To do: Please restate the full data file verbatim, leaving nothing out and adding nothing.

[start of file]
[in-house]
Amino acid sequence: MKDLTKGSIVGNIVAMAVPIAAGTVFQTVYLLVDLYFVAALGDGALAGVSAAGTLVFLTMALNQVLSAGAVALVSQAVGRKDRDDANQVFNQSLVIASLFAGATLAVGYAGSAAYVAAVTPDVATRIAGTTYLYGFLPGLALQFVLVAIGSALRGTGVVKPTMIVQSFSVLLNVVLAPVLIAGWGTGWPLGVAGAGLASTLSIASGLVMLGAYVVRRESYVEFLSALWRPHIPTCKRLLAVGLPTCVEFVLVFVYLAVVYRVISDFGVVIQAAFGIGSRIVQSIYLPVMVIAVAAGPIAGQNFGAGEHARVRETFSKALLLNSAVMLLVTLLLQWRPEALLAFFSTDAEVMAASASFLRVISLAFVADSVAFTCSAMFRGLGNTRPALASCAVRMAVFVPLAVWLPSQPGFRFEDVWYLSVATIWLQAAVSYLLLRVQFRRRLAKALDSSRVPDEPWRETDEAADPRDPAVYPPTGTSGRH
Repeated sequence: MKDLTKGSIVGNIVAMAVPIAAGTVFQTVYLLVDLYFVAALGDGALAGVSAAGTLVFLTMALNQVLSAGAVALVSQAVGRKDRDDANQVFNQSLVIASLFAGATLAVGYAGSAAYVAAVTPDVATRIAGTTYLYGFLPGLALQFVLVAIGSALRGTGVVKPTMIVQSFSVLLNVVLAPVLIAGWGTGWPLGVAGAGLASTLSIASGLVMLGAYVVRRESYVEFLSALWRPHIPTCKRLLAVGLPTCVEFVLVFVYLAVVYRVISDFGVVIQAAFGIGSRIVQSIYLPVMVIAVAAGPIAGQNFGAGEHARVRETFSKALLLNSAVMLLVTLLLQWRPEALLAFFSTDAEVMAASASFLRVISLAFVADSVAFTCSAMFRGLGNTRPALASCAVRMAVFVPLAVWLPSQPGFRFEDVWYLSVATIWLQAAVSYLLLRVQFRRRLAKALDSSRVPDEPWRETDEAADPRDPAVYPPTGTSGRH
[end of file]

[in-house]
Amino acid sequence: MKDLTKGSIVGNIVAMAVPIAAGTVFQTVYLLVDLYFVAALGDGALAGVSAAGTLVFLTMALNQVLSAGAVALVSQAVGRKDRDDANQVFNQSLVIASLFAGATLAVGYAGSAAYVAAVTPDVATRIAGTTYLYGFLPGLALQFVLVAIGSALRGTGVVKPTMIVQSFSVLLNVVLAPVLIAGWGTGWPLGVAGAGLASTLSIASGLVMLGAYVVRRESYVEFLSALWRPHIPTCKRLLAVGLPTCVEFVLVFVYLAVVYRVISDFGVVIQAAFGIGSRIVQSIYLPVMVIAVAAGPIAGQNFGAGEHARVRETFSKALLLNSAVMLLVTLLLQWRPEALLAFFSTDAEVMAASASFLRVISLAFVADSVAFTCSAMFRGLGNTRPALASCAVRMAVFVPLAVWLPSQPGFRFEDVWYLSVATIWLQAAVSYLLLRVQFRRRLAKALDSSRVPDEPWRETDEAADPRDPAVYPPTGTSGRH
Repeated sequence: MKDLTKGSIVGNIVAMAVPIAAGTVFQTVYLLVDLYFVAALGDGALAGVSAAGTLVFLTMALNQVLSAGAVALVSQAVGRKDRDDANQVFNQSLVIASLFAGATLAVGYAGSAAYVAAVTPDVATRIAGTTYLYGFLPGLALQFVLVAIGSALRGTGVVKPTMIVQSFSVLLNVVLAPVLIAGWGTGWPLGVAGAGLASTLSIASGLVMLGAYVVRRESYVEFLSALWRPHIPTCKRLLAVGLPTCVEFVLVFVYLAVVYRVISDFGVVIQAAFGIGSRIVQSIYLPVMVIAVAAGPIAGQNFGAGEHARVRETFSKALLLNSAVMLLVTLLLQWRPEALLAFFSTDAEVMAASASFLRVISLAFVADSVAFTCSAMFRGLGNTRPALASCAVRMAVFVPLAVWLPSQPGFRFEDVWYLSVATIWLQAAVSYLLLRVQFRRRLAKALDSSRVPDEPWRETDEAADPRDPAVYPPTGTSGRH